Zibo’s Zhoucun Ancient City

IMG_5877 One of the downsides of living in such obscure places is that there is a dearth of information on tourist sites online in English. Trip Advisor typically has SOMETHING, but it’s usually just a paragraph review, and does not have information in the level of detail that I prefer. So, going into our afternoon at Zhoucun Ancient City, I had no idea what to expect. Well, I guess I expected an ancient city, but that wasn’t actually the case. In this instance, “ancient” means the buildings were about 100 years old. Zhoucun used to be a big trading area, so different companies built the buildings here and had their offices. Now, the offices have been turned into shops or museums. The placards explaining each building’s past use were in English and Chinese, but the signs pointing out the current use of the buildings were only in Chinese!

IMG_5879Zibo city is broken up into several districts. The “downtown” district is Zhangdian, and the ancient city district is Zhoucun. This district was about a half hour taxi ride from downtown Zibo, out into the fields and more rural areas that surround the downtown.

Zhoucun is known for two things: silk and sesame crackers. Along with typical souvenir-type shops, snack shops and ceramic shops (the Zibo area in general is known for ceramics), there were many silk shops with beautiful clothing and scarves. We visited this area on our third day in Zibo, so I figured that I could find silks and ceramics in the city of Zibo for less than at this more touristy place. I should have bought the silk there, because I haven’t bene able to find anything like that in downtown Zibo! IMG_5880 IMG_5881The part of Zibo where we live is very modern and new. Unlike our previous city in China, Ningbo, there are not old buildings with traditional Chinese architecture scattered around the city. So, visiting Zhoucun Ancient City was neat to see so much traditional Chinese architecture in one place! Having spent time in Korea and Japan now, it is interesting to see similarities and differences in buildings between cultures. The Chinese definitely use more of the color red because it is good luck.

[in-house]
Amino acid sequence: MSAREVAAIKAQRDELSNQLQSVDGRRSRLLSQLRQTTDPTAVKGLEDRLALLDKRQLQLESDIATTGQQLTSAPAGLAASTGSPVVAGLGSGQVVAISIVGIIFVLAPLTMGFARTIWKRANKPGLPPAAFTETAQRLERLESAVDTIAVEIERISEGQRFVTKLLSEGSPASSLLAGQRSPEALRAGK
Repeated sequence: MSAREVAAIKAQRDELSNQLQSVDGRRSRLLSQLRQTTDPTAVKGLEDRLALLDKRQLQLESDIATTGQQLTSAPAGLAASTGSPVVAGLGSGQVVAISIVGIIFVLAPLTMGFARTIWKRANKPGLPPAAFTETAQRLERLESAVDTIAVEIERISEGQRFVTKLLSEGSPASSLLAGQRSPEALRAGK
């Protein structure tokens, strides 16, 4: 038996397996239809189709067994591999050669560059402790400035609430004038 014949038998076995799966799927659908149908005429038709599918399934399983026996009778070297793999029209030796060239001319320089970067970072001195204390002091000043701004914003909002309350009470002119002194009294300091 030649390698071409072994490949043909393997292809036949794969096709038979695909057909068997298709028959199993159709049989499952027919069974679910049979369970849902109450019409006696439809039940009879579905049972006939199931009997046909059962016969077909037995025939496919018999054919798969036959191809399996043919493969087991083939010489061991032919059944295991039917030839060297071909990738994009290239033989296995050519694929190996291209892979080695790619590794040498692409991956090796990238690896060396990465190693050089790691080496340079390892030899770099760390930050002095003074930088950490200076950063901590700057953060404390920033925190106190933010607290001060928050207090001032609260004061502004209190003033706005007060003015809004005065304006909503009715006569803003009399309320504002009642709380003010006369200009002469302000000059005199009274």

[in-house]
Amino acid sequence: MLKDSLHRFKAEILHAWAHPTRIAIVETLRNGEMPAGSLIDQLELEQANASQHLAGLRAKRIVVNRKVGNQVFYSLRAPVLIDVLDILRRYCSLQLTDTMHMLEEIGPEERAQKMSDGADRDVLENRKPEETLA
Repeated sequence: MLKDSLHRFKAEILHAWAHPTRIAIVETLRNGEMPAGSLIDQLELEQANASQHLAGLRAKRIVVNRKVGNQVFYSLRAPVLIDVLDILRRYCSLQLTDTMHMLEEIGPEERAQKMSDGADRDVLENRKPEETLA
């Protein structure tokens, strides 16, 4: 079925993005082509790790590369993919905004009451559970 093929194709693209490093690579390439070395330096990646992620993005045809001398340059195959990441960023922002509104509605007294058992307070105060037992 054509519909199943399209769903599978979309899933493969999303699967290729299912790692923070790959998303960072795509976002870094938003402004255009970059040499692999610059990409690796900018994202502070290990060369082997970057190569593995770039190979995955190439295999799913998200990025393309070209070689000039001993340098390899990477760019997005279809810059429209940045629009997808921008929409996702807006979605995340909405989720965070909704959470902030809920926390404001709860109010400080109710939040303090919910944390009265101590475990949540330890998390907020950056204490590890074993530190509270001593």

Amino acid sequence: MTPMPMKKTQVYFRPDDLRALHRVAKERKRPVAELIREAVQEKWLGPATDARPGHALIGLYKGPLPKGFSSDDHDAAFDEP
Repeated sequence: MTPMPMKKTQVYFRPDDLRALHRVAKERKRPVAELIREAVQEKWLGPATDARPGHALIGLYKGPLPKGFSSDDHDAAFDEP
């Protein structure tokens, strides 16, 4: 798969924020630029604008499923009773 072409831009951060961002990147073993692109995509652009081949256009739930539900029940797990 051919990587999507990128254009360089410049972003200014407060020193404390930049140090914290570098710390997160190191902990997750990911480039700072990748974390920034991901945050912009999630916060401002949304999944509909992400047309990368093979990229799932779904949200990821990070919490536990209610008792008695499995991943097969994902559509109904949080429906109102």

Shopping street

IMG_5887 Every so often, we would see doorways to what looked like little museums or attractions. There was nothing in English, and with two little guys and a stroller we were not interested in investigating every doorway, but there was one that was wider than most, and many people were going inside. So, we decided to check it out. It was a museum about the history and production of the sesame cracker! It started as a convenience food for those taking the train.  I couldn’t help but smile at the attention to detail and the size of this museum dedicated to a cracker.


I thought of our friend, fellow traveler and museum studies master Teresita, and how much she would have liked it. There were very few placards in English, but it was easy enough to guess what each section of the museum discussed. There were room reconstructions and pieces of equipment used to make/process the various ingredients. It was a legit museum! IMG_5890

Sizes of crackers throughout the years?
The exports of the cracker…

IMG_5895Just when I thought we were coming to the end of the museum, we enter a dark room with a glass floor. Underneath our feet was the actual sesame cracker factory! In the museum, they discussed how some portions of production have to be done by hand, while others are handled by machine. It was so unexpected and awesome to then see all of the processes we had learned about in the exhibit. First, one worker makes uniform little balls of dough from a big vat of dough. The next person flattens out the dough until it is very thin, then dips one side in sesame seeds and puts in in the oven. The dough stays in the oven for a few minutes, and a sesame cracker pops out of the other side!